Does size matter?
Although the average size of an NHL player continues to rise, now at 6 foot 1, 202 pounds, a greater number of players of smaller stature have begun to enjoy success at the NHL level.
To many, the lack of size as a hockey player is often seen as a death sentence for one’s career, as such players are rarely drafted, let alone signed.
However, select players in today’s NHL are helping to shatter the perpetual perception that small players cannot play and succeed at hockey’s highest level.
In fact, at the moment there seems to be a rising demand for skilled players of smaller stature. For instance, Brendan Leipsic was recently acquired by the Toronto Maple Leafs as the centerpiece of a major trade despite standing in at 5 foot 10, 177 pounds.
Further, Steve Moses recently broke the KHL goal scoring record despite his 5 foot 9, 170 pound frame and is drawing significant attention from multiple NHL teams.
The successful play of such individuals not only alters the league wide perception of smaller players, but also inspires those of younger generations who lack size to never give up on their dream of reaching the NHL.
The 2015 All Small Team
Resulting from their spectacular play this season, it is time to highlight the leagues top players at each position who use their tremendous skills to excel despite their size.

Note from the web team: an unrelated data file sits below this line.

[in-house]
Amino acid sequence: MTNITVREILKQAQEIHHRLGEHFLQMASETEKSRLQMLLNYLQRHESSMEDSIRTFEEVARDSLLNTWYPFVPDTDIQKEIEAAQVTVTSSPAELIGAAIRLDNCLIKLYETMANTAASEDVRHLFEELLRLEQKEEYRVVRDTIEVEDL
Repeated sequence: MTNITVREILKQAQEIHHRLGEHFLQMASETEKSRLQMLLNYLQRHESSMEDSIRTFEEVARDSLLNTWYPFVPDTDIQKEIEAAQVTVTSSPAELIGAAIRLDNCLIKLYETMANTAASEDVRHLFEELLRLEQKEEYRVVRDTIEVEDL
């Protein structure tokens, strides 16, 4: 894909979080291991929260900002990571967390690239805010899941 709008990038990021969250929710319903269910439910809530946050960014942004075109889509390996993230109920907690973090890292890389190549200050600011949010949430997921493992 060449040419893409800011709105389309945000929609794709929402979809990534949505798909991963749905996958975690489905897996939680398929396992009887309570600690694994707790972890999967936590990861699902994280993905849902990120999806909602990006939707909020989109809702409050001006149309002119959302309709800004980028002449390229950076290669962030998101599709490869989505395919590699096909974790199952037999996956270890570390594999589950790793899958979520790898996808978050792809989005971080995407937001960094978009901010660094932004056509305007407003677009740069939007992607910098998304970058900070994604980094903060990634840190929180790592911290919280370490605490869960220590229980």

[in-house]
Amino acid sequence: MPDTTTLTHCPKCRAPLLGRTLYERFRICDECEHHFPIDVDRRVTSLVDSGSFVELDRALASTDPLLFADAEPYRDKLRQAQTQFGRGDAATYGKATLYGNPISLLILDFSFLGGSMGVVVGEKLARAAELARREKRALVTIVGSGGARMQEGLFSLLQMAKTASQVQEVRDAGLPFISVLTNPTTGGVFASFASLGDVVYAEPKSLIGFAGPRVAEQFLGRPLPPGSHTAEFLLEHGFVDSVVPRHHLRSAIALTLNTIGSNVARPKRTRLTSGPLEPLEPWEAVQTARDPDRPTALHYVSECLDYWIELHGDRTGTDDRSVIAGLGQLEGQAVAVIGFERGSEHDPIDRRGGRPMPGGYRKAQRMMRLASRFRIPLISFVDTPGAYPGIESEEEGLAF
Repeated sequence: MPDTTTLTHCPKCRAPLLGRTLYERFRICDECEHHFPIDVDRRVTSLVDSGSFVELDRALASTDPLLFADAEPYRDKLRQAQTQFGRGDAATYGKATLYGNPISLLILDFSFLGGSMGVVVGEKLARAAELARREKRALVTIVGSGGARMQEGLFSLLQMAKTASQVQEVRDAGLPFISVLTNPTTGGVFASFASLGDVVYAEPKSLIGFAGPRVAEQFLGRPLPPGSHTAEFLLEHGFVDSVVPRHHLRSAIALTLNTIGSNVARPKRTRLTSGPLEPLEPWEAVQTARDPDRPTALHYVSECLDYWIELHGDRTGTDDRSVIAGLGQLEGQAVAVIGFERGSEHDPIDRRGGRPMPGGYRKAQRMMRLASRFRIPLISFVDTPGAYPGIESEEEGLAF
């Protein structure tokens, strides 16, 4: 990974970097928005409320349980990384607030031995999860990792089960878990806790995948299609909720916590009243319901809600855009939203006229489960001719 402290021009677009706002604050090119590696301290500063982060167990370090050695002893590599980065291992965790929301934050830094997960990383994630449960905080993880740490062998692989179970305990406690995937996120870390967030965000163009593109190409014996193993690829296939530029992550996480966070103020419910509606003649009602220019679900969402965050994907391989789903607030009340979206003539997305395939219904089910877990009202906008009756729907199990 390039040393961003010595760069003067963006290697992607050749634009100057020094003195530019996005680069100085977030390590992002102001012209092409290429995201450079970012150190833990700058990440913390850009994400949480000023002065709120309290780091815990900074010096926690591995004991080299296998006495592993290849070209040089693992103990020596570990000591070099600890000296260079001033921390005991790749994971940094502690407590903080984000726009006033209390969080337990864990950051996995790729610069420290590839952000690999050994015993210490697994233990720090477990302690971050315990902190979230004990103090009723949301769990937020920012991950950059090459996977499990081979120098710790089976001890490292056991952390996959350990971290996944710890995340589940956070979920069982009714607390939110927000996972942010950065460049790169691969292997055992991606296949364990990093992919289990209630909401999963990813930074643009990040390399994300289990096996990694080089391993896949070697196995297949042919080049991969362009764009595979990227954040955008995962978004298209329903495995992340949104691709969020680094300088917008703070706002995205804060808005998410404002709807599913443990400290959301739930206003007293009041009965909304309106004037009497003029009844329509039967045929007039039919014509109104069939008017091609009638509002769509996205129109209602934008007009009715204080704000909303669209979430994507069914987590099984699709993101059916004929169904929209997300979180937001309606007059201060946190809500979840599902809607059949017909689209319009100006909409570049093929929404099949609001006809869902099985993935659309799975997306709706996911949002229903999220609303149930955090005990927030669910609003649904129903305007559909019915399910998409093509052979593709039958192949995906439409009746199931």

Center – Jiri Hudler – 5 foot 10, 185 pounds
A 10 year NHL veteran, Hudler has enjoyed a successful career with the Detroit Red Wings and currently plays for the Calgary Flames.
Drafted in the second round, 58th overall in the 2002 NHL Entry Draft, Hudler is a stabilizing presence for the Flames who is reliable at both ends of the ice.
This season, Hudler is on pace to break his previous career high in points, a mark which he set at 57 back in 2008-09 with Detroit. Jiri’s 48 points thus far make him the Flames’ highest scoring player, while his 19 goals are second only to Sean Monahan’s 20.
Despite his size, Hudler has been considered a quality center ice man his entire career, and this season is no exception as Hudler is amongst the NHL’s best.
Right Wing – Martin St. Louis – 5 foot 8, 180 pounds
Now in his 16th season, “Marty” is an ageless wonder who to this day remains one of the best players in the NHL.